State Agriculture Commissioner Richard A. Ball on Thursday Oct. 6 announced the ‘Fall into Farm-to-School’ campaign to encourage school districts across New York state to participate in the Farm-to-School program, which helps schools buy and serve locally-grown and produced foods on school menus.
Throughout the month of October, schools are encouraged to learn more about starting the program in their district through the Farm-to-School website and related resources found http://www.agriculture.ny.gov/Press%20Releases/HOM_Toolkit.pdf, http://www.fns.usda.gov/farmtoschool/farm-school and http://www.farmtoschool.org/.
Districts already participating in the program are encouraged to share how they are celebrating Farm-to-School Month using the #FallintoF2S on social media.
Farm to You FestFarm-to-School Month is highlighted by the annual Farm to You Fest held Oct. 3 to 8.
Farm to You Fest is a week-long annual celebration of local food and agriculture. During the promotion, school officials, parents, nutritionists, farmers and others are encouraged to organize fun and educational activities focused on New York agriculture.
To celebrate, many schools feature New York farm products on their school lunch menus, hold taste tests of locally-grown fruits and vegetables, take field trips to nearby farms, conduct hands-on cooking demonstrations using local ingredients, and much more.
New York State Farm-to-School Efforts
New York state’s Farm-to-School program is aimed at developing and strengthening relationships between farmers and schools to increase the amount of New York-made products offered to students and to expand markets for local farmers.
The program also looks to educate students about New York’s specialty crops and increase their preference for these healthy meal options.
Since 2015, New York state has provided $850,000 for its Farm-to-School grant program, including $500,000 announced this past September, a nearly 43 percent increase over last year.
Kindergarten through grade 12 school food authorities, charter schools, nonprofit schools, other nonprofit entities and Indian Tribal Organizations may apply for this funding to increase their use of homegrown specialty crops.
Last year, six Farm-to-School programs in the state were awarded funds, benefiting 45 school districts and thousands of students. The funding helped the districts employ local or regional Farm-to-School coordinators, purchase equipment needed to increase the capacity of the school kitchen and food service staff, and make capital improvements to better transport and/or store those crops.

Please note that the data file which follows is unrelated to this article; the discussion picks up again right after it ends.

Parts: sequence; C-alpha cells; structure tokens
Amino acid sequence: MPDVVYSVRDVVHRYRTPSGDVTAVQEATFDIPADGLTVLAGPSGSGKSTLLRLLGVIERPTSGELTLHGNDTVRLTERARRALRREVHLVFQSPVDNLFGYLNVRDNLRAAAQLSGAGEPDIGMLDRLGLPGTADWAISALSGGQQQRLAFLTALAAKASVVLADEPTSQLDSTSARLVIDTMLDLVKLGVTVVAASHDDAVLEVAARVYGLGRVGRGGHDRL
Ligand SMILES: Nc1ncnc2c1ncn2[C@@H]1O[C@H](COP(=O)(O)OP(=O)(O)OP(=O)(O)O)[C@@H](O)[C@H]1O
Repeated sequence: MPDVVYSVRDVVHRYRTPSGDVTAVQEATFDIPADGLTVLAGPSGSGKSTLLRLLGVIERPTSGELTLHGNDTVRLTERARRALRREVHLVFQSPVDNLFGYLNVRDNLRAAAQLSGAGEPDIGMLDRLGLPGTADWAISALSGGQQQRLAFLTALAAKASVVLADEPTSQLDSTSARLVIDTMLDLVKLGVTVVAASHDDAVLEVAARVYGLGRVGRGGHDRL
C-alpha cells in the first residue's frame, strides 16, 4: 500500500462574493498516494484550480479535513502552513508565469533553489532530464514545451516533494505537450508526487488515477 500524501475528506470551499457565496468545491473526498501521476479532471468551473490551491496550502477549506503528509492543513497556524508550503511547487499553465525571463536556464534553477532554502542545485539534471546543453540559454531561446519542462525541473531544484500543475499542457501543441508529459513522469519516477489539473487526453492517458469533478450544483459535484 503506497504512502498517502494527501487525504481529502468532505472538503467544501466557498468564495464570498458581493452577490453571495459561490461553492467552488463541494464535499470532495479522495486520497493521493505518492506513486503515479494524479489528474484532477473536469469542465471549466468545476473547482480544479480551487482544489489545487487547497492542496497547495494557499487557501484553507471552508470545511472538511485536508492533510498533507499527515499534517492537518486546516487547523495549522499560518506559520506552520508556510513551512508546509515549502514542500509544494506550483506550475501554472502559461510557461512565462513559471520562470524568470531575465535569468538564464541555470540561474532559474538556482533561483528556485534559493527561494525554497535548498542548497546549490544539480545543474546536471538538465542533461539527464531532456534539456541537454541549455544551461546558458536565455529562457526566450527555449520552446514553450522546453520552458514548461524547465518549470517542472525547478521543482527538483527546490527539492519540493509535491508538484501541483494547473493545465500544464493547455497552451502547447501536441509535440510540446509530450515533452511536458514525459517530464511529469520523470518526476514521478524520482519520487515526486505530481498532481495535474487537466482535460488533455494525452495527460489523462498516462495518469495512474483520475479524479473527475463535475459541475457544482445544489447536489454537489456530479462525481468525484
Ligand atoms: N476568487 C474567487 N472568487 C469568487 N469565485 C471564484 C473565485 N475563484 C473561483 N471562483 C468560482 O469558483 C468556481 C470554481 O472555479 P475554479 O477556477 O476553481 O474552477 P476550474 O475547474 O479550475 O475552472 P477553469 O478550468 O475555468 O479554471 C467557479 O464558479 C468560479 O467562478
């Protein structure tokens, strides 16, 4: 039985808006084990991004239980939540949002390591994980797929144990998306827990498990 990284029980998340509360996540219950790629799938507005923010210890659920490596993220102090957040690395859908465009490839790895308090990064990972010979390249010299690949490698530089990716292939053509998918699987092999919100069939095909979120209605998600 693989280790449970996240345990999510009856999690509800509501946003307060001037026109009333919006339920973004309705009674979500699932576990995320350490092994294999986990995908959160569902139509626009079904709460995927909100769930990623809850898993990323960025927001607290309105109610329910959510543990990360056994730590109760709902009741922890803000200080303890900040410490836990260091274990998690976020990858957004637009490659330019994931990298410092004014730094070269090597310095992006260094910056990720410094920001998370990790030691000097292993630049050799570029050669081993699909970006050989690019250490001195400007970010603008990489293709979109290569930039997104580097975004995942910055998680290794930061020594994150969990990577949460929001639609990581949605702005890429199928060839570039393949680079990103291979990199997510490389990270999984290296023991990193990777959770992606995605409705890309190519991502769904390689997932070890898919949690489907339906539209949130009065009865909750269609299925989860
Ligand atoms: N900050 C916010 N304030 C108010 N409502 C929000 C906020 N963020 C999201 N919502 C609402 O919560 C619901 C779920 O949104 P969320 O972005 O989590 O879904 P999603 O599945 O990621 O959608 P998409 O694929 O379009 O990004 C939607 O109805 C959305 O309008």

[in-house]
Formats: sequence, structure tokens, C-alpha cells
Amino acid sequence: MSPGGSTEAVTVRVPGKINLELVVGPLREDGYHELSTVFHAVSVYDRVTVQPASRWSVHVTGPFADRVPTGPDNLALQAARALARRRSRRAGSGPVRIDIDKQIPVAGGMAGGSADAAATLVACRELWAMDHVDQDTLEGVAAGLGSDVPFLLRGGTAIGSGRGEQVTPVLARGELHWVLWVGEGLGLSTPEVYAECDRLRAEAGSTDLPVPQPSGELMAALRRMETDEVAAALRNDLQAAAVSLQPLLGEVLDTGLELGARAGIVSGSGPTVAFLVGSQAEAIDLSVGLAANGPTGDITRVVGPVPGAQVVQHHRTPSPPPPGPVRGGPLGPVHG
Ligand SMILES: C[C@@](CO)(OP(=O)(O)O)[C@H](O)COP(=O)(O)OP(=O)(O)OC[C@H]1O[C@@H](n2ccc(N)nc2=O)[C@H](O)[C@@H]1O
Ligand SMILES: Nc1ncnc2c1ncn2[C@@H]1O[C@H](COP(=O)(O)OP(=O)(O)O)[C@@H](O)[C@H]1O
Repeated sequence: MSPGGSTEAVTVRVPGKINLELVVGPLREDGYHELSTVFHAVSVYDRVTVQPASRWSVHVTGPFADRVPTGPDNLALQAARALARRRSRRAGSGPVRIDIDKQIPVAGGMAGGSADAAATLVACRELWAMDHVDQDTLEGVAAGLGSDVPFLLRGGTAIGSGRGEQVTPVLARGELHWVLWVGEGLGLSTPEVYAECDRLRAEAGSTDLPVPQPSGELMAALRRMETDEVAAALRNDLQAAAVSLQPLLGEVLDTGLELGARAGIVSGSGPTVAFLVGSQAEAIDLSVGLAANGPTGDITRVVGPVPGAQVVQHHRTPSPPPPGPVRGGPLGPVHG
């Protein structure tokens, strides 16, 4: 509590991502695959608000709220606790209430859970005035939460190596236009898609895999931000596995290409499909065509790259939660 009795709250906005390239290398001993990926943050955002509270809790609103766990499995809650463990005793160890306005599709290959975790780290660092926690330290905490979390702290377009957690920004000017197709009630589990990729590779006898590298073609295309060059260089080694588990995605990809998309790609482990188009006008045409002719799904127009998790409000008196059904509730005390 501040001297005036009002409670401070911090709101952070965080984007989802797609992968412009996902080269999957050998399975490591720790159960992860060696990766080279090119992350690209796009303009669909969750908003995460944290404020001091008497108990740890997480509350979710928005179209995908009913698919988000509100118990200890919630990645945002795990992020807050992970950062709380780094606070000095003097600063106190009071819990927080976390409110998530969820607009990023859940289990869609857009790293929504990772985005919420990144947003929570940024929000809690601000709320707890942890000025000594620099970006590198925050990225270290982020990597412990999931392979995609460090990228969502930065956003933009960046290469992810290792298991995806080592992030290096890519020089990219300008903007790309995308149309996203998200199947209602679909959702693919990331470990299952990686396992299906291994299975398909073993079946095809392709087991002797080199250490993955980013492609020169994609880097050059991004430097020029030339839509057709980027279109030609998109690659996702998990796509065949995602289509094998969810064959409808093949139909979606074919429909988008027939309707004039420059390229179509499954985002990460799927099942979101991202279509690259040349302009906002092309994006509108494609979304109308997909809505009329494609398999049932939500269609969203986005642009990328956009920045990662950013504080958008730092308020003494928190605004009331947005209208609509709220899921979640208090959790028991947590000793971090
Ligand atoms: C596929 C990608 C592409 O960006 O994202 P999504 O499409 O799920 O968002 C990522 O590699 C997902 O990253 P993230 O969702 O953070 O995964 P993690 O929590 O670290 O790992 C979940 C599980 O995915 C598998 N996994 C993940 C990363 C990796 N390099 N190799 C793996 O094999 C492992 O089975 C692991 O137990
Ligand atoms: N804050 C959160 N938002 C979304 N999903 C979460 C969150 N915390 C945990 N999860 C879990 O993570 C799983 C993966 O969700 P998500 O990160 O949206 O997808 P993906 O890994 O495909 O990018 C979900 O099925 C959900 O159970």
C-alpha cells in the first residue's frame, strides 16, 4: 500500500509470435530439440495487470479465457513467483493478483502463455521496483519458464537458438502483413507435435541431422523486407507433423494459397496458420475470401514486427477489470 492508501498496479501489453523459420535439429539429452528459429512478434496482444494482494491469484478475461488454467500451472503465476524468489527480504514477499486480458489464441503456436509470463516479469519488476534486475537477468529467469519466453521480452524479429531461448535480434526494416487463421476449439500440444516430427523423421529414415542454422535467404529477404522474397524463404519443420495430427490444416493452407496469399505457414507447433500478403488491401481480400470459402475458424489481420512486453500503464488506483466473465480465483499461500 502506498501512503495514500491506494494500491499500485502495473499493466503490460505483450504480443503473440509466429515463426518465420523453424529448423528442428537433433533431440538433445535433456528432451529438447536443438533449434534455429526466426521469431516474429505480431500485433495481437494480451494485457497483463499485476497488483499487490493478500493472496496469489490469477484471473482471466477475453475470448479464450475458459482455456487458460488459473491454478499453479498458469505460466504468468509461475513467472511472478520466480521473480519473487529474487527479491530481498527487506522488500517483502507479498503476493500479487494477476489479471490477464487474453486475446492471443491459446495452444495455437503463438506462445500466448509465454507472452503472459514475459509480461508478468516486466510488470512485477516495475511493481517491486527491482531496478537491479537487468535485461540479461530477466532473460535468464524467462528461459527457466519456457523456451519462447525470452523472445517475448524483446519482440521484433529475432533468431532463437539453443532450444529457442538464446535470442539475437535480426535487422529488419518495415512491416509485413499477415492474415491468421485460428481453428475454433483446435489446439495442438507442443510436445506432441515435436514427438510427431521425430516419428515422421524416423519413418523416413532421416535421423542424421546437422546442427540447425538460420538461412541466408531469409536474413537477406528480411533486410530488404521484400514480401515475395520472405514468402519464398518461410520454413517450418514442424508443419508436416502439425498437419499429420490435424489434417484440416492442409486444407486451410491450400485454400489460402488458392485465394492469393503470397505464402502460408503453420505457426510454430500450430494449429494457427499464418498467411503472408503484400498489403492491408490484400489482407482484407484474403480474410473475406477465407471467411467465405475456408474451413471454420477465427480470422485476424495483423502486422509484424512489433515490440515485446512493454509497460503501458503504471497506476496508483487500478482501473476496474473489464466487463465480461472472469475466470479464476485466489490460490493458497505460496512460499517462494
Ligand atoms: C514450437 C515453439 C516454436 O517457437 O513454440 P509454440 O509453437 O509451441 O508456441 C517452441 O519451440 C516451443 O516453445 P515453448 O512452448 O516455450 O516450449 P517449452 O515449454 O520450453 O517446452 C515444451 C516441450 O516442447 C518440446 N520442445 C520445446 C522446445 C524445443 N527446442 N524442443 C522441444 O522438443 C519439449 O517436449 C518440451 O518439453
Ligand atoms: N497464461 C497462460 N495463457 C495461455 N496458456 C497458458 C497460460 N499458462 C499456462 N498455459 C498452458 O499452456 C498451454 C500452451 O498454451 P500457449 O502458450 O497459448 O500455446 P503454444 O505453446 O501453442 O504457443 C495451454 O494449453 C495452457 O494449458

According to the U.S. Department of Agriculture, the average New York State school district spends 11 percent of its budget on local foods. To date, those schools have invested more than $45 million, with the majority being used to buy New York fruits, vegetables, and milk.
The New York State Office of General Services also recently announced that school districts across the state have made a commitment to dedicate at least $2.5 million in U.S. Department of Agriculture funds toward the federal agency’s Pilot Project for the Procurement of Unprocessed Fruits and Vegetables during the 2016-17 school year.
This investment represents a 400 percent increase over the $500,000 commitment by schools in 2015-16.
The state has also been a key partner in the New York Thursdays program, a new approach to bringing locally grown or produced foods directly to students in New York City Department of Education schools every Thursday.
Part of a nationwide initiative being spearheaded by the Urban School Food Alliance, New York Thursdays boosts student health and education, while improving the district’s budget, strengthening the local agricultural economy, and cutting carbon emissions.
The state Department of Agriculture and Markets is working to bring a similar program to schools throughout the state.